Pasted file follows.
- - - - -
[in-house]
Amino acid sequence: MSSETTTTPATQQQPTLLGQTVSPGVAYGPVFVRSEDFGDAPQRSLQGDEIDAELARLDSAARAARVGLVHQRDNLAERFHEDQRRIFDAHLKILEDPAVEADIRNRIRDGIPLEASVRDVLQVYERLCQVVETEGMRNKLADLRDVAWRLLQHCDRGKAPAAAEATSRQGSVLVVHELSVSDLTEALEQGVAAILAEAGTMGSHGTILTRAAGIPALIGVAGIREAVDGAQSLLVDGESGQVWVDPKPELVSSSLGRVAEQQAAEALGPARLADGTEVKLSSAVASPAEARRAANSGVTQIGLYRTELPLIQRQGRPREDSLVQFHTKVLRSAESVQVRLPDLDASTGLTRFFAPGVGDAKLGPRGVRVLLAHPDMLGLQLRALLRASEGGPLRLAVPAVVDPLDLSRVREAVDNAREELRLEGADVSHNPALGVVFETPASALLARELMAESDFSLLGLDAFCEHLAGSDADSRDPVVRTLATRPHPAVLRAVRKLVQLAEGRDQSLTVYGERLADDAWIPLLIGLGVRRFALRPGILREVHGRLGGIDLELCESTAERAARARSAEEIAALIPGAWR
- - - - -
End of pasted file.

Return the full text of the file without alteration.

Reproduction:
[in-house]
Amino acid sequence: MSSETTTTPATQQQPTLLGQTVSPGVAYGPVFVRSEDFGDAPQRSLQGDEIDAELARLDSAARAARVGLVHQRDNLAERFHEDQRRIFDAHLKILEDPAVEADIRNRIRDGIPLEASVRDVLQVYERLCQVVETEGMRNKLADLRDVAWRLLQHCDRGKAPAAAEATSRQGSVLVVHELSVSDLTEALEQGVAAILAEAGTMGSHGTILTRAAGIPALIGVAGIREAVDGAQSLLVDGESGQVWVDPKPELVSSSLGRVAEQQAAEALGPARLADGTEVKLSSAVASPAEARRAANSGVTQIGLYRTELPLIQRQGRPREDSLVQFHTKVLRSAESVQVRLPDLDASTGLTRFFAPGVGDAKLGPRGVRVLLAHPDMLGLQLRALLRASEGGPLRLAVPAVVDPLDLSRVREAVDNAREELRLEGADVSHNPALGVVFETPASALLARELMAESDFSLLGLDAFCEHLAGSDADSRDPVVRTLATRPHPAVLRAVRKLVQLAEGRDQSLTVYGERLADDAWIPLLIGLGVRRFALRPGILREVHGRLGGIDLELCESTAERAARARSAEEIAALIPGAWR